</>
  )
}
2
  • 1
    Welcome to Stack Overflow. Code dumps without any explanation are rarely helpful. Stack Overflow is about learning, not providing snippets to blindly copy and paste. Please edit your question and explain how it works better than what the OP provided.
    – Chris
    May 13, 2020 at 23:31
  • 2
    Careful, this code never removes the event listener it creates. stackoverflow.com/a/36862446/867600 is a better hook approcach. Jul 29, 2020 at 8:26
2

Answers by @speckledcarp and @Jamesl are both brilliant. In my case, however, I needed a component whose height could extend the full window height, conditional at render time.... but calling a HOC within render() re-renders the entire subtree. BAAAD.

Plus, I wasn't interested in getting the values as props but simply wanted a parent div that would occupy the entire screen height (or width, or both).

So I wrote a Parent component providing a full height (and/or width) div. Boom.

A use case:

class MyPage extends React.Component {
  render() {
    const { data, ...rest } = this.props

    return data ? (
      // My app uses templates which misbehave badly if you manually mess around with the container height, so leave the height alone here.
      <div>Yay! render a page with some data. </div>
    ) : (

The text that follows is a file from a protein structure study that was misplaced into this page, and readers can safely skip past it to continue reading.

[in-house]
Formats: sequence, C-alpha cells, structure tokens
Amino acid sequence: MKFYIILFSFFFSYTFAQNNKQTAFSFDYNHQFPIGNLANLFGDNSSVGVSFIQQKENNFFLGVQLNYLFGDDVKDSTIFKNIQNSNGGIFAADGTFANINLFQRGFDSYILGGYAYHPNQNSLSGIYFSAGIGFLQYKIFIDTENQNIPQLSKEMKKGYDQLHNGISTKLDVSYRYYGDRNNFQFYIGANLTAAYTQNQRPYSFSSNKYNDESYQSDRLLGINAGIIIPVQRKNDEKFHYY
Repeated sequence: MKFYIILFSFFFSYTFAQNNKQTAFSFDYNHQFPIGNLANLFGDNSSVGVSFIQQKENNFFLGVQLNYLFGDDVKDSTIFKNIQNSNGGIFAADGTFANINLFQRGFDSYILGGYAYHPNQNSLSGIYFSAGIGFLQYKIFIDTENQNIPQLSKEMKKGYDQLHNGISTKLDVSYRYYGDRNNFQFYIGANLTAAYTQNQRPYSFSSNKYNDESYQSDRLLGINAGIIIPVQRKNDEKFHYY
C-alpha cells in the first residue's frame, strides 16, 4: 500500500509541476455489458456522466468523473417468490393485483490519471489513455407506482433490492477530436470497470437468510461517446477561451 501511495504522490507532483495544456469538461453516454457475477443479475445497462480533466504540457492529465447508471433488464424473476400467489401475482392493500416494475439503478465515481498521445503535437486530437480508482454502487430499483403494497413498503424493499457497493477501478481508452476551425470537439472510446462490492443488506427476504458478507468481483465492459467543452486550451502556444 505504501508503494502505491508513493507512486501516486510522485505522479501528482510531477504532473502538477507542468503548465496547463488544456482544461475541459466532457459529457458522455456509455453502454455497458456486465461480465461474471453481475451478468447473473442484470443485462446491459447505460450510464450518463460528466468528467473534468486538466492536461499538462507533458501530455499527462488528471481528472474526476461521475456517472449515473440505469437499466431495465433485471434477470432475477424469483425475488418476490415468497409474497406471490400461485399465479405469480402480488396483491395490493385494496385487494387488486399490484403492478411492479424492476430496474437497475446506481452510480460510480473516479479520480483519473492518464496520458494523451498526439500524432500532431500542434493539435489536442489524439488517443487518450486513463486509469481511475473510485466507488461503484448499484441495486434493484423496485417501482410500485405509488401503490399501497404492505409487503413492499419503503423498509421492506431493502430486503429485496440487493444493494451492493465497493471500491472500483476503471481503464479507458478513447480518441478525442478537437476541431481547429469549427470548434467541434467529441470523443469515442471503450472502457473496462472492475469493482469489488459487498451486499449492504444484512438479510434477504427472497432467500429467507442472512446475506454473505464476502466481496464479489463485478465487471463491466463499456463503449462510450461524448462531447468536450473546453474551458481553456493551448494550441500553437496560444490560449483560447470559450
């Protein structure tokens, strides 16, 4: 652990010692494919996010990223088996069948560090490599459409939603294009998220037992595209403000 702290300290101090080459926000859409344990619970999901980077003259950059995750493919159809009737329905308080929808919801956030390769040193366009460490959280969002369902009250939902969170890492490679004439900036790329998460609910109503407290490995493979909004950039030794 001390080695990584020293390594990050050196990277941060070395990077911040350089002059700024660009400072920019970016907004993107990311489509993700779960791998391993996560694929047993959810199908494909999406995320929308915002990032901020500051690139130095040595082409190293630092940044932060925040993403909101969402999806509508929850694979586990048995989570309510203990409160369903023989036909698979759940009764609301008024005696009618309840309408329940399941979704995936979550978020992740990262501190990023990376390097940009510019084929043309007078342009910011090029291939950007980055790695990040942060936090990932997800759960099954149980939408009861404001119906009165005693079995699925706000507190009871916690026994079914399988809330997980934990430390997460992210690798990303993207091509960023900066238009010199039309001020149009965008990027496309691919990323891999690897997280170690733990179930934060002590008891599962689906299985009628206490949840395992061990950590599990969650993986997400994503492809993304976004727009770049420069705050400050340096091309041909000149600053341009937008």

<FullArea vertical>
        // You're now in a full height div, so containers will vertically justify properly
        <GridContainer justify="center" alignItems="center" style={{ height: "inherit" }}>
          <GridItem xs={12} sm={6}>
            Page loading!
          </GridItem>
        </GridContainer>
      </FullArea>
    )

Here's the component:

import React, { Component } from 'react'
import PropTypes from 'prop-types'

class FullArea extends Component {
  constructor(props) {
    super(props)
    this.state = {
      width: 0,
      height: 0,
    }
    this.getStyles = this.getStyles.bind(this)
    this.updateWindowDimensions = this.updateWindowDimensions.bind(this)
  }

  componentDidMount() {
    this.updateWindowDimensions()
    window.addEventListener('resize', this.updateWindowDimensions)
  }

  componentWillUnmount() {
    window.removeEventListener('resize', this.updateWindowDimensions)
  }

  getStyles(vertical, horizontal) {
    const styles = {}
    if (vertical) {
      styles.height = `${this.state.height}px`
    }
    if (horizontal) {
      styles.width = `${this.state.width}px`
    }
    return styles
  }

  updateWindowDimensions() {
    this.setState({ width: window.innerWidth, height: window.innerHeight })
  }

  render() {
    const { vertical, horizontal } = this.props
    return (
      <div style={this.getStyles(vertical, horizontal)} >
        {this.props.children}
      </div>
    )
  }
}

FullArea.defaultProps = {
  horizontal: false,
  vertical: false,
}

FullArea.propTypes = {
  horizontal: PropTypes.bool,
  vertical: PropTypes.bool,
}

export default FullArea
2

I've updated the code with a slight variation by wrapping the getWindowDimensions function in useCallback

import { useCallback, useLayoutEffect, useState } from 'react';

export default function useWindowDimensions() {

    const hasWindow = typeof window !== 'undefined';